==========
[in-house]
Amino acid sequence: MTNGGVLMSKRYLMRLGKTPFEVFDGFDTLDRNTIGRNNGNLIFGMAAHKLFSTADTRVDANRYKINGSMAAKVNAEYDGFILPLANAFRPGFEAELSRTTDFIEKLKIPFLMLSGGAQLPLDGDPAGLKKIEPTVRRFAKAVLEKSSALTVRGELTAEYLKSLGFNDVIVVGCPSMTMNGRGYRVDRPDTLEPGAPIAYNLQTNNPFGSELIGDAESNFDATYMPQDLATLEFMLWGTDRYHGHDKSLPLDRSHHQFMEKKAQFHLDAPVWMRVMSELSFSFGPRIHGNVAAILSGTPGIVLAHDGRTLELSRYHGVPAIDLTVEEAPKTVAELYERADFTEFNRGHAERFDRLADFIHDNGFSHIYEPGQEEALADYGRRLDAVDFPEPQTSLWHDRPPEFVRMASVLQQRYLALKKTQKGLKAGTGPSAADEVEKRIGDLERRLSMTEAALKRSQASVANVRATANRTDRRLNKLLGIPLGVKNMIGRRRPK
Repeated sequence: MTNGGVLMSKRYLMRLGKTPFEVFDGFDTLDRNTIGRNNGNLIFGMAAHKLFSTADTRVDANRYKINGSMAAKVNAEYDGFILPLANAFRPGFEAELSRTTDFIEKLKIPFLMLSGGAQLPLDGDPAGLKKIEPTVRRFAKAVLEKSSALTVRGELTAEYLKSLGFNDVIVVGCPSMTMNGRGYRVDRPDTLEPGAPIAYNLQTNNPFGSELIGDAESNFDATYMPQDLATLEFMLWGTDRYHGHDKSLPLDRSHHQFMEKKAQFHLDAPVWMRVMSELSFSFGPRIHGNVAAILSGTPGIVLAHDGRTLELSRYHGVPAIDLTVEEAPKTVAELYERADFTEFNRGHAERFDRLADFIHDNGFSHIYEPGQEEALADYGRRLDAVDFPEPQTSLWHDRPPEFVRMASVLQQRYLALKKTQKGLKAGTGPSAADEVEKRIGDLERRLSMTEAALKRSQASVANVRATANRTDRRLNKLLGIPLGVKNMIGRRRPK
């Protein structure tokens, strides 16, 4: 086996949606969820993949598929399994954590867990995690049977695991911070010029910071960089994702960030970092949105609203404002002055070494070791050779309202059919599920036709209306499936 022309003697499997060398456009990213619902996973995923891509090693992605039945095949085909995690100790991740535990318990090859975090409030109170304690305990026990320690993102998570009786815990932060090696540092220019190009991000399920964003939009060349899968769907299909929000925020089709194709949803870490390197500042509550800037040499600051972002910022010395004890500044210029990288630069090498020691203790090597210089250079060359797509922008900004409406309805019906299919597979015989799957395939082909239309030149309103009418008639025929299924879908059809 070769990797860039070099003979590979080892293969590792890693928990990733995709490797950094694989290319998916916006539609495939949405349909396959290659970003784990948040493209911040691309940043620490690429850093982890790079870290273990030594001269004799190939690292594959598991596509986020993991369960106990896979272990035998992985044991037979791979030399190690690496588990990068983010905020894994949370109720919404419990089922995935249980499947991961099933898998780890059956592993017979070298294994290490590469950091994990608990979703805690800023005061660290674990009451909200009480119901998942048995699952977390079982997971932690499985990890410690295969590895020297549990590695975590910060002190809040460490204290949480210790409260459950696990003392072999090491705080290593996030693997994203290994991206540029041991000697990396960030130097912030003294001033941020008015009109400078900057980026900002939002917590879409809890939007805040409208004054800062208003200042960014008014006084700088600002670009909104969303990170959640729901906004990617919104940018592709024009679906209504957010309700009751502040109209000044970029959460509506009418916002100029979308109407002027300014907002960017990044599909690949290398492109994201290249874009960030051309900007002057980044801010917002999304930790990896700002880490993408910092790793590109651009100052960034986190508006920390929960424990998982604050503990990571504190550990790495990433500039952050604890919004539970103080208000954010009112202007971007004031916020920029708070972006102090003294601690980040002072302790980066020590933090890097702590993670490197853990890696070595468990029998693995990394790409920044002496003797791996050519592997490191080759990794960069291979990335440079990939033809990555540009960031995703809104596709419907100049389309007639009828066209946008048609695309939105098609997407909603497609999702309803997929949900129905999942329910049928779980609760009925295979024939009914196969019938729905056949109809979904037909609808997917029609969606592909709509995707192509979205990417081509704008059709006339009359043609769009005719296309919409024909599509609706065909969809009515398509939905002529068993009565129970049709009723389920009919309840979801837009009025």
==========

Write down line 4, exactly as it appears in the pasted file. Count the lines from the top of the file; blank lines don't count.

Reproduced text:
């Protein structure tokens, strides 16, 4: 086996949606969820993949598929399994954590867990995690049977695991911070010029910071960089994702960030970092949105609203404002002055070494070791050779309202059919599920036709209306499936 022309003697499997060398456009990213619902996973995923891509090693992605039945095949085909995690100790991740535990318990090859975090409030109170304690305990026990320690993102998570009786815990932060090696540092220019190009991000399920964003939009060349899968769907299909929000925020089709194709949803870490390197500042509550800037040499600051972002910022010395004890500044210029990288630069090498020691203790090597210089250079060359797509922008900004409406309805019906299919597979015989799957395939082909239309030149309103009418008639025929299924879908059809 070769990797860039070099003979590979080892293969590792890693928990990733995709490797950094694989290319998916916006539609495939949405349909396959290659970003784990948040493209911040691309940043620490690429850093982890790079870290273990030594001269004799190939690292594959598991596509986020993991369960106990896979272990035998992985044991037979791979030399190690690496588990990068983010905020894994949370109720919404419990089922995935249980499947991961099933898998780890059956592993017979070298294994290490590469950091994990608990979703805690800023005061660290674990009451909200009480119901998942048995699952977390079982997971932690499985990890410690295969590895020297549990590695975590910060002190809040460490204290949480210790409260459950696990003392072999090491705080290593996030693997994203290994991206540029041991000697990396960030130097912030003294001033941020008015009109400078900057980026900002939002917590879409809890939007805040409208004054800062208003200042960014008014006084700088600002670009909104969303990170959640729901906004990617919104940018592709024009679906209504957010309700009751502040109209000044970029959460509506009418916002100029979308109407002027300014907002960017990044599909690949290398492109994201290249874009960030051309900007002057980044801010917002999304930790990896700002880490993408910092790793590109651009100052960034986190508006920390929960424990998982604050503990990571504190550990790495990433500039952050604890919004539970103080208000954010009112202007971007004031916020920029708070972006102090003294601690980040002072302790980066020590933090890097702590993670490197853990890696070595468990029998693995990394790409920044002496003797791996050519592997490191080759990794960069291979990335440079990939033809990555540009960031995703809104596709419907100049389309007639009828066209946008048609695309939105098609997407909603497609999702309803997929949900129905999942329910049928779980609760009925295979024939009914196969019938729905056949109809979904037909609808997917029609969606592909709509995707192509979205990417081509704008059709006339009359043609769009005719296309919409024909599509609706065909969809009515398509939905002529068993009565129970049709009723389920009919309840979801837009009025």